Structuring Your Divorce to Avoid Problems With the IRS

On behalf of Alexis Putt

Neglecting tax considerations before or after a divorce is asking for trouble. After dealing with the stress of separating, the last thing anyone needs is an inquiry from the IRS.

So whether you are involved in an Atlanta high asset divorce or a more low-profile divorce somewhere else, keep the following in mind to avoid additional difficulties that may affect your assets,

Property Concerns

Property settlement problems often stem both from splitting the asset and determining tax ramifications. If the property is transferred between spouses, the IRS does not recognize a gain or loss. This is true even if cash is provided in exchange for the transfer.

Under some situations, property transfers may be subject to gift taxes and taxes based on a sale can be due. In addition, it is important to note that the IRS tends to take a broad view of property that is subject to tax. Instead of simply considering the primary home and a potential summer cabin, the IRS also reviews many other assets including retirement and health savings accounts.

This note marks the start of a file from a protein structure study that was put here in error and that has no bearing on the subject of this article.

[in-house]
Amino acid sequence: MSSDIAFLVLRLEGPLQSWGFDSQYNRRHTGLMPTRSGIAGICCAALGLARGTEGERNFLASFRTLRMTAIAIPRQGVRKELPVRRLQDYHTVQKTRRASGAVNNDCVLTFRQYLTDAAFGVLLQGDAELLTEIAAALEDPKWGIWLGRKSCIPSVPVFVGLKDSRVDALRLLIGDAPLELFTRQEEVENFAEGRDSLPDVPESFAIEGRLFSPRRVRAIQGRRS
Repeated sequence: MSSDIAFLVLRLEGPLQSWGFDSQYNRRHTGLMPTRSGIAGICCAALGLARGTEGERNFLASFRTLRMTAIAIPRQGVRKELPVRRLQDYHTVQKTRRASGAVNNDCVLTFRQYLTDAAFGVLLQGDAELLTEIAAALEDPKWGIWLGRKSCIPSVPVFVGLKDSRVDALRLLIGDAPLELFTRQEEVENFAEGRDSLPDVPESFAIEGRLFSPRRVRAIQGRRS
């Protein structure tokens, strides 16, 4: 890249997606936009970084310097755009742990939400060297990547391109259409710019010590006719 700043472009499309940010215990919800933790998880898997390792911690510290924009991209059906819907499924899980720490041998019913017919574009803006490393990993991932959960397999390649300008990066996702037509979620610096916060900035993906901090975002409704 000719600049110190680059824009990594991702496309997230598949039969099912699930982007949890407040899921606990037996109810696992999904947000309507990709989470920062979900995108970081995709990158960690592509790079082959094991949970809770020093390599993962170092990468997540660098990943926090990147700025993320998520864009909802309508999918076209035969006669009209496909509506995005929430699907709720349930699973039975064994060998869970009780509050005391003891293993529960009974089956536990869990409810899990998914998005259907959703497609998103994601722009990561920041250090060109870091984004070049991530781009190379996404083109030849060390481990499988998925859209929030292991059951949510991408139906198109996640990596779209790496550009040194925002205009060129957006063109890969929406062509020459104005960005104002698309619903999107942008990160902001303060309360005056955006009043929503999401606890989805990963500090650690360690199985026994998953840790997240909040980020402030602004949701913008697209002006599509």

Filing Status

Determining the proper filing status is important and hinges on receipt of the final divorce decree, according to the IRS. If the decree is finalized any time before the year’s end, the correct filing status is single. If a couple is separated the entire time, but the final decree has not yet been entered, the proper filing status is married.

Even if a couple is listed as married, however, there are two options. One is to file as married filing jointly. The other is to file as married filing separately. Generally, those filing separately have a higher tax rate but are not liable for the former spouse’s share if taxes are due.

Additional concerns can include:

  • Child support payments: not deductible
  • Child exemptions: generally awarded to custodial parent
  • Alimony or spousal support: deductible
  • Head of household status: contentious

Head of household status can be a contentious issue because it can enable someone to get into a more generous tax bracket and take advantage of a larger standard deduction. The qualifications for gaining this status should therefore be reviewed closely.

Tax issues are complex, and the above is just a sampling of the many ways divorce effects taxes. It is important to discuss how divorce affects your taxes with an experienced CPA.

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